Sunk Anticipation

By Gary S. Vasilash

One of the things that hasn’t been mentioned about the burning then sinking of the Felicity Ace cargo ship, the vehicle carrier that caught fire on February 17, then sank this week in the Atlantic, is that there are now some 4,000 customers who are not going to be getting their Bentleys, Audis, Porsches, Lamborghinis, and Volkswagens anytime soon.

While there isn’t a specific brand or model delineation, Porsche has acknowledged that about 25% of the vehicles that are now sunk (possibly the charred husks of said vehicles), let’s face it: When it comes to Bentleys and Lambos, there is an inverse relation between their volume and their MSRP, so even if there are but a few, that is undoubtedly a big chunk of the estimated $438-million worth of cargo on board.

Audis, of course, are not inexpensive, but compared to the other three, not nearly as much. And Volkswagens, of course, are the everyman accessible brand among the group.

But those brands (all, incidentally, under the umbrella of the Volkswagen Group) are, like any right now, be it Ford or Toyota or Kia, still facing the chip shortage. Which means the ability to make vehicles is still restricted.

Which means there are some order-holders who will find their wait has just gotten that much longer.

Bentley Looks to Its Future

By Gary S. Vasilash

If you were to draw an inverted triangle between Liverpool, Manchester and Crewe, with Crewe being the point at the bottom, that gives you a sense of the location in northern England where some 4,000 people work building Bentleys.

Bentley is 102 now. It clearly plans to be in the game for many more years to come. (Image: Bentley)

Today it was announced that Bentley is making a £2.5-billion investment in sustainability, which includes building at Crewe what is being called a “Dream Factory” for the production of electric vehicles.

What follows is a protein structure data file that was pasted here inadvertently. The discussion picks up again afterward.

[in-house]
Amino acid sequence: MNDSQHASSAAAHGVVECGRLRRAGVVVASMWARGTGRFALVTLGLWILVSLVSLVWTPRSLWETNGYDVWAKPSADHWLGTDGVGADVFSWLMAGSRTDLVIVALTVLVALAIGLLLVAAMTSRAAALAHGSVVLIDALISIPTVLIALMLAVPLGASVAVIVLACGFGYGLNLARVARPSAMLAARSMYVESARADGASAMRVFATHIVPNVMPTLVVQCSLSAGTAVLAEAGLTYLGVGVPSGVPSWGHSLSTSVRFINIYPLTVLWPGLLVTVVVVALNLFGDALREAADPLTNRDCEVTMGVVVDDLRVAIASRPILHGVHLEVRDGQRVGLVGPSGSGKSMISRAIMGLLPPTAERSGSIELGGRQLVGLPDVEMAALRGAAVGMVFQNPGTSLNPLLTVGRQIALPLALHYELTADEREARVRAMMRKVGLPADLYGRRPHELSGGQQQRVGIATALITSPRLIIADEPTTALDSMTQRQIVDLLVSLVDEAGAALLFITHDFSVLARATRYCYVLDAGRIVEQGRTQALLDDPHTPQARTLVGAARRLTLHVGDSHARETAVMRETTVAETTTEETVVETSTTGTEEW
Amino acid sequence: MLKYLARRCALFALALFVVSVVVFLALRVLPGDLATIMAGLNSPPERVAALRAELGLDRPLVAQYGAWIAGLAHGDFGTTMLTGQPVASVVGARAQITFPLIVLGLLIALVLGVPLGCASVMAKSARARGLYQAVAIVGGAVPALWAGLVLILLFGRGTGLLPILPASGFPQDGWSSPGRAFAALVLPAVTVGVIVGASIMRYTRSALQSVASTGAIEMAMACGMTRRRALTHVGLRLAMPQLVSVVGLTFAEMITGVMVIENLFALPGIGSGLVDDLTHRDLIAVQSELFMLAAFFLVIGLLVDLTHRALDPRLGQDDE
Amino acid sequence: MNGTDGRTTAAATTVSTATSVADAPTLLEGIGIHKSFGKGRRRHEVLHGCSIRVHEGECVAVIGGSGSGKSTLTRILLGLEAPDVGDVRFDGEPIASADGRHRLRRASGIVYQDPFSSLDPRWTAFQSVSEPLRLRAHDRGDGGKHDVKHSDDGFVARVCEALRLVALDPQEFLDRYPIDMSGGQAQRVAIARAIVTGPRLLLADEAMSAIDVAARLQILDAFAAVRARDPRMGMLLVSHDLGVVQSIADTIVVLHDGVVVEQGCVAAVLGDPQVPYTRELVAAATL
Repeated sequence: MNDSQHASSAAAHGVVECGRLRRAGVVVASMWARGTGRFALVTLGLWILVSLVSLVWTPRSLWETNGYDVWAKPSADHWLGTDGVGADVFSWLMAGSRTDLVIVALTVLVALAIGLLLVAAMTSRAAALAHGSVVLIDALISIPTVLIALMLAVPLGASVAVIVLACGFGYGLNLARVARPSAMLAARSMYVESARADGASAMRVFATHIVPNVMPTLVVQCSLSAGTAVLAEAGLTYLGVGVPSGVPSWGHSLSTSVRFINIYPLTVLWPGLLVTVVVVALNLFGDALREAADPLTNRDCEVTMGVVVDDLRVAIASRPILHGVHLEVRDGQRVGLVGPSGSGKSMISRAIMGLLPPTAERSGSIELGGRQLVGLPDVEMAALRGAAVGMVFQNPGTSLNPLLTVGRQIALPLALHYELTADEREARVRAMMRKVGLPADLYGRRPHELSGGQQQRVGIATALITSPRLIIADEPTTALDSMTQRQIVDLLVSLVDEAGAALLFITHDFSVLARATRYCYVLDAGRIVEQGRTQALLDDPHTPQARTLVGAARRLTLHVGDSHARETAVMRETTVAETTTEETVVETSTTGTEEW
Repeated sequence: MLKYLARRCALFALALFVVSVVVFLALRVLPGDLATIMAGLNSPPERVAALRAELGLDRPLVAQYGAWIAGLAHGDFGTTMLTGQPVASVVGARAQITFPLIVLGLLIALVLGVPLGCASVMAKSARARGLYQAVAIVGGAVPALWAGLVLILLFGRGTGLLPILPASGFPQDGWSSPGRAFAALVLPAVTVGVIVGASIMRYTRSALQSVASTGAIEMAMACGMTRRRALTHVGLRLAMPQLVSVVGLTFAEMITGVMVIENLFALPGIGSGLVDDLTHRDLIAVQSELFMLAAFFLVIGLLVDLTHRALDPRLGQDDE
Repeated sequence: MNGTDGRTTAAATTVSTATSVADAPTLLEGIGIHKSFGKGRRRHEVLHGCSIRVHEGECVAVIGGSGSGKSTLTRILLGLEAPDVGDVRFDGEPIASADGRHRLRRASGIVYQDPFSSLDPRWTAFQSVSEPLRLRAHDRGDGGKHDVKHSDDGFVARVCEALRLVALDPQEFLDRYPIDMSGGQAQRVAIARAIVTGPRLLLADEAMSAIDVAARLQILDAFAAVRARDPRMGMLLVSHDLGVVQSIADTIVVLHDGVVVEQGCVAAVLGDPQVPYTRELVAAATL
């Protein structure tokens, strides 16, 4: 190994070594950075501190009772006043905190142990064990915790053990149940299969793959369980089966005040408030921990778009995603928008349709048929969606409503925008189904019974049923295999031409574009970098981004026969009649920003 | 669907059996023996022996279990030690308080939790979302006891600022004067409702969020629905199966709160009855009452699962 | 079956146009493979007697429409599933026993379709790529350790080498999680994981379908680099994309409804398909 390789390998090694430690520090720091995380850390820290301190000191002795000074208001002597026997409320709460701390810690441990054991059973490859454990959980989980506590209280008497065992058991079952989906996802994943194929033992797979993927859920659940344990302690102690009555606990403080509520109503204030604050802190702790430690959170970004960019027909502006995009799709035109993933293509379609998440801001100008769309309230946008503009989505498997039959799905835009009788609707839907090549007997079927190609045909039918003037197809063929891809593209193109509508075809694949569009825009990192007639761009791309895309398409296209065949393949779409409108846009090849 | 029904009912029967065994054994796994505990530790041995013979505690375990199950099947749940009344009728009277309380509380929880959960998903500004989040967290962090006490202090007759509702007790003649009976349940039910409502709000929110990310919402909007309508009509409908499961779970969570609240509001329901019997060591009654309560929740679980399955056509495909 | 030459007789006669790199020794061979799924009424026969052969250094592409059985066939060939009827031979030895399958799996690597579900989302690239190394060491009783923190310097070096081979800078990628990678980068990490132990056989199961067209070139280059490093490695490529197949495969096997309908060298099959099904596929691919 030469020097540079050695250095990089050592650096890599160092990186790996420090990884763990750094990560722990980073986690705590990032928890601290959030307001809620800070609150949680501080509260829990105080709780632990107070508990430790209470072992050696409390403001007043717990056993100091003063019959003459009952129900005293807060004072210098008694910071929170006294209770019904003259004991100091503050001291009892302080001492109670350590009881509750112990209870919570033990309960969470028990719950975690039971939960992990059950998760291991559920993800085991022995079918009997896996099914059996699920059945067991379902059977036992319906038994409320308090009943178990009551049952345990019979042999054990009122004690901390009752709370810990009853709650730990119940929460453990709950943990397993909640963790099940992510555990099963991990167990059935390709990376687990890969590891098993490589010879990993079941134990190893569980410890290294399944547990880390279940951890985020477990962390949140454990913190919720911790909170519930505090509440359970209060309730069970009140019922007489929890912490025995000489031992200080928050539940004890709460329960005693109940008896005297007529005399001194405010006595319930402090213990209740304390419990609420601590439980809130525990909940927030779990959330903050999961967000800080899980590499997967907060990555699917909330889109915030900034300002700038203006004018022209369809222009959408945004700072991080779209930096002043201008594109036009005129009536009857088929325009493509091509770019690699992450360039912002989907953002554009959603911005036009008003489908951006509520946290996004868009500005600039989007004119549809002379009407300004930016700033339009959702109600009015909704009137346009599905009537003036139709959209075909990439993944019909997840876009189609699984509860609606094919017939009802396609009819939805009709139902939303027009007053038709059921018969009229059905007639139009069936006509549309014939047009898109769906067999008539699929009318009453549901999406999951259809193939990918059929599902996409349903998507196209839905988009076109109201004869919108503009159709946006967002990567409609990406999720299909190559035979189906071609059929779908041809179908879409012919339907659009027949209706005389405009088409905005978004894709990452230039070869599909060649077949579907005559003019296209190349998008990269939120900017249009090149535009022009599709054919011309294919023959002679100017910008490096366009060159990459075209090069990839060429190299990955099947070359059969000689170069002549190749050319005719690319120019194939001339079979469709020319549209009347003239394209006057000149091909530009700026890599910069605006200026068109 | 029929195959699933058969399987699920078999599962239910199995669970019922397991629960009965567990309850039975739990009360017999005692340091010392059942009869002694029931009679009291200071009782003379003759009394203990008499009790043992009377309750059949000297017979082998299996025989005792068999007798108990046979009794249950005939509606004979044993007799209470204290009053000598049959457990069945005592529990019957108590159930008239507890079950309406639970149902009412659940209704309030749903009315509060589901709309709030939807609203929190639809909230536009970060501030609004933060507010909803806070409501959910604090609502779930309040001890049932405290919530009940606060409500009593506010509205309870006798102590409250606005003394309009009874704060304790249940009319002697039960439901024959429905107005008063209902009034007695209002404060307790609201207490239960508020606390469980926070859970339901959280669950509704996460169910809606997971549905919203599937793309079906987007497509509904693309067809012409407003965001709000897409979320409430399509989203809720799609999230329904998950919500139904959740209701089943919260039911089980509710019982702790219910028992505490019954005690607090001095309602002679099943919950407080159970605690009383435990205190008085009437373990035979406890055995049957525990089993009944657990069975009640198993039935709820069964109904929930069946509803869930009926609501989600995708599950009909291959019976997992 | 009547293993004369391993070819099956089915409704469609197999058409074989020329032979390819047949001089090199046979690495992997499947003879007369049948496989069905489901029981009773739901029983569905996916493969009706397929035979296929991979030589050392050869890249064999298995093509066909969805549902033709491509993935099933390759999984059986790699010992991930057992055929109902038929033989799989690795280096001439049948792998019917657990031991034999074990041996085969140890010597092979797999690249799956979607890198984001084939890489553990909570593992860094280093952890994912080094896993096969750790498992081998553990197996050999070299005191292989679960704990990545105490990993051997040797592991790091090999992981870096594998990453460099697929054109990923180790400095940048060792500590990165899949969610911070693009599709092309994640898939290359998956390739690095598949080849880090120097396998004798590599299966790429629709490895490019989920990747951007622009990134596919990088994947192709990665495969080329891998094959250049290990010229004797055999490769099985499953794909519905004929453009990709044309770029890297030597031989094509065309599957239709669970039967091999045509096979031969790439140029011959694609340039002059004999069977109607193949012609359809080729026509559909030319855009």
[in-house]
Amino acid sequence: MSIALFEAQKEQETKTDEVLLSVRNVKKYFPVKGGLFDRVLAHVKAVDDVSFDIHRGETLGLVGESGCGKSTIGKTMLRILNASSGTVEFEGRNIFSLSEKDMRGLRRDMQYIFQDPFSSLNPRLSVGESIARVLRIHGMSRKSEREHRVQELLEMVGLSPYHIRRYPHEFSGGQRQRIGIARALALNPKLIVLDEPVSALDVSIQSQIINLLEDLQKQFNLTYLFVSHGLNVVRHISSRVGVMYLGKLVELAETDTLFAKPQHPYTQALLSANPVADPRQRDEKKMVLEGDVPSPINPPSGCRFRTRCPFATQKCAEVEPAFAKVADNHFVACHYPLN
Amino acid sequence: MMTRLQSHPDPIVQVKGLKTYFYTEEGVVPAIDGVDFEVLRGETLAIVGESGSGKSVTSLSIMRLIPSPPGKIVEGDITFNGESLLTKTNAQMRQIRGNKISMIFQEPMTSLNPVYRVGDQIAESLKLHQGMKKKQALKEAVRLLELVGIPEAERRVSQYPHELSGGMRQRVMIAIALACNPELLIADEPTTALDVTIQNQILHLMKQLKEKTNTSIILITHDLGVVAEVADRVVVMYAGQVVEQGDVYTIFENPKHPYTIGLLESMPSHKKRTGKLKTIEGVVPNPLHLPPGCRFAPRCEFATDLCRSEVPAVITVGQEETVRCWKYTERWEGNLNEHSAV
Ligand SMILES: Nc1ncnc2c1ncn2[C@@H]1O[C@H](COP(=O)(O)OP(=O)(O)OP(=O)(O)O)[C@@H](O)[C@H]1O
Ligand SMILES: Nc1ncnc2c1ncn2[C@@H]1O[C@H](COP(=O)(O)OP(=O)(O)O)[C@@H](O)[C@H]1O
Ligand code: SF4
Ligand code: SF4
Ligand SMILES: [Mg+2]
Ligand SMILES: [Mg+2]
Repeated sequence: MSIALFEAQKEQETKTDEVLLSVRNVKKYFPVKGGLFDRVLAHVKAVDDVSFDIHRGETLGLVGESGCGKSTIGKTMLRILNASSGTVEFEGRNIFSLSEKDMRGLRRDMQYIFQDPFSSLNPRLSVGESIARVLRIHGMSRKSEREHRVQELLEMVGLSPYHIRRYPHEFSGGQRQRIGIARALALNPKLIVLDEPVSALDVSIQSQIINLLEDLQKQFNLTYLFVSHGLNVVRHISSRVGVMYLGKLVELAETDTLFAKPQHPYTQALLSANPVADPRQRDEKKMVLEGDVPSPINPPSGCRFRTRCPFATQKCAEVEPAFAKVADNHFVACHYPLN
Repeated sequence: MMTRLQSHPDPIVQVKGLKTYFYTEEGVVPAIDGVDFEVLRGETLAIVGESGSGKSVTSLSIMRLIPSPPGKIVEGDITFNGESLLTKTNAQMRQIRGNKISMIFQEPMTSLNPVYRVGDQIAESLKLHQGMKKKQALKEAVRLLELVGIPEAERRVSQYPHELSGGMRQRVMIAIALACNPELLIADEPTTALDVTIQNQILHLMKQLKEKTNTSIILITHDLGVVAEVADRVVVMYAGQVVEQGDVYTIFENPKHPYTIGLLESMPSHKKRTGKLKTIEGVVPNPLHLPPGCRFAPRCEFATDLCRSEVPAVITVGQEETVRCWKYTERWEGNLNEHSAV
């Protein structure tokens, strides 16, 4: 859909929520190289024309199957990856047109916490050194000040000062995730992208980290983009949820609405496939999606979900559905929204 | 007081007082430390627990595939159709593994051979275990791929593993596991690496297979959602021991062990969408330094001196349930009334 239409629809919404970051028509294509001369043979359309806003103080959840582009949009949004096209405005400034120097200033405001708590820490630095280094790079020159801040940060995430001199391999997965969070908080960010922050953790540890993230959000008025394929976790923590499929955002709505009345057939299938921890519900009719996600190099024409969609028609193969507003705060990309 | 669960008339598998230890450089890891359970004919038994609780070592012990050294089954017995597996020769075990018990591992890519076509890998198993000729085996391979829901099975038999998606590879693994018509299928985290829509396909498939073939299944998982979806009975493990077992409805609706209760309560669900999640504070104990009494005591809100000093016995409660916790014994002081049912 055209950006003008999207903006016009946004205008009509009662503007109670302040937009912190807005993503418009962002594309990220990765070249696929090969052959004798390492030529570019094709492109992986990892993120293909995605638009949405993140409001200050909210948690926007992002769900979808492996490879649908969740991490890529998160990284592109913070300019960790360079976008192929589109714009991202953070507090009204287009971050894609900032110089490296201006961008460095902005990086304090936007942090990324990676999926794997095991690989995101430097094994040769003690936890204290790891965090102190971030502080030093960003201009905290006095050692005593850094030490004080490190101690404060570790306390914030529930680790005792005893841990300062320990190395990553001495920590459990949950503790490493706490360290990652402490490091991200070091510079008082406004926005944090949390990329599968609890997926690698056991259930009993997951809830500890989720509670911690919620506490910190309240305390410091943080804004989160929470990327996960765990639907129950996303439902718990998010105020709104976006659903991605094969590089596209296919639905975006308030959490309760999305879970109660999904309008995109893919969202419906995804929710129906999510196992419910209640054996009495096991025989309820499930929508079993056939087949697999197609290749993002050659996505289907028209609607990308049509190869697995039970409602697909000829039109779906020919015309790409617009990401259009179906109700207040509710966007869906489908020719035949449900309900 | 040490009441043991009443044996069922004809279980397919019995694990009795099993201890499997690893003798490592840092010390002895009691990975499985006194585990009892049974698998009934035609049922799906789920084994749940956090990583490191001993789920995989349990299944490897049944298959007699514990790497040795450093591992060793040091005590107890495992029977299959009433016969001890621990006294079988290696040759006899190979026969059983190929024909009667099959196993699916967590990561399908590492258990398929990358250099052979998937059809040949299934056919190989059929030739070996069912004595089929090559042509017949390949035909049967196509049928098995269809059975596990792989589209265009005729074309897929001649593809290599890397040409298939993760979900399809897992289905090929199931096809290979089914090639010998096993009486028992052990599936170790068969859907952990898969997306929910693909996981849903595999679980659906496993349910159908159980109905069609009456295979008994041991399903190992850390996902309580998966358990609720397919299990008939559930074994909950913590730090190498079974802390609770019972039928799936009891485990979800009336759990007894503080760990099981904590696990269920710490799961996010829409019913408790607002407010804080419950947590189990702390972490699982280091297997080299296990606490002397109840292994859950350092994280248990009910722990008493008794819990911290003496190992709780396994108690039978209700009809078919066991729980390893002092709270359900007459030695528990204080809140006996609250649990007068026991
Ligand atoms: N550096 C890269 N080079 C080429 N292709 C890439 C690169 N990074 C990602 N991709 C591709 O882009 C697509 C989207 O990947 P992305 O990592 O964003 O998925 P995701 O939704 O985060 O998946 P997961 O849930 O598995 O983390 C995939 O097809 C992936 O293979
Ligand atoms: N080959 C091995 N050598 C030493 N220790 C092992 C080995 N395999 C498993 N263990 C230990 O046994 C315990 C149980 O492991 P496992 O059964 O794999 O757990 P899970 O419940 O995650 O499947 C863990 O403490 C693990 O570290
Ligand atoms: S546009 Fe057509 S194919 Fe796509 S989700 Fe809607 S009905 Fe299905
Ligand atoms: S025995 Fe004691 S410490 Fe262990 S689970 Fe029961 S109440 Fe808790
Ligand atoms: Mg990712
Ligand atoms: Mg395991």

Bentley’s first EV will be built at Crewe in 2025, and by 2030, when the brand is fully electric, there will be four more vehicles.

As Adrian Hallmark, chairman and CEO of Bentley, put it:

“Our aim is to become the benchmark not just for luxury cars or sustainable credentials but the entire scope of our operations. Securing production of our first BEV in Crewe is a milestone moment for Bentley, and the UK, as we plan for a long-term sustainable future in Crewe.”

Automotive manufacturing in the UK needs all the help it can get, and clearly the Volkswagen Group, of which Bentley is a part, is giving it some.

The Flying Spur Hybrid Launched

Not exactly what you might think vis-à-vis a fuel-efficient vehicle

By Gary S. Vasilash

The Bentley Flying Spur is an imposing, stately sedan that is meant to go fast, thus its name.

The car is 209 inches long, 87 inches wide (mirror to mirror), 58 inches high, and when equipped with a V8 weighs 5,137 pounds. Large, solid and powerful.

It has a top speed of 198 mph.

The car has also been offered with a W12 engine (think of two V’s).

And now there is another variant, the Flying Spur Hybrid.

Yes, you can plug it in to charge the 14.1 kWh lithium-ion battery. (Image: Bentley)

It is part of Bentley’s “journey to electrification.”

The hybrid powertrain is based on a 2.9-liter V6 gasoline engine with an electric motor fitted between the engine and the transmission.

The turbocharged V6 engine produces 416 hp. The electric motor produces 134 hp. The system output is 543 hp.

While the V8 has more horsepower overall—549.5 hp—when looked at from a per liter metric, the Hybrid generates 152 hp per liter, more than the V8.

However, the V8’s 198 mph top speed bests the Hybrid, which is poking along at 177 mph.

What’s more, the V8 can go from 0 to 60 more quickly—in 4.0 seconds. 0.1 faster than the Hybrid.

When you get back to the point that these vehicles weigh more than two tons, even 4.1 seconds seems nearly impossible—especially for what the company describes as “the most efficient Bentley ever.”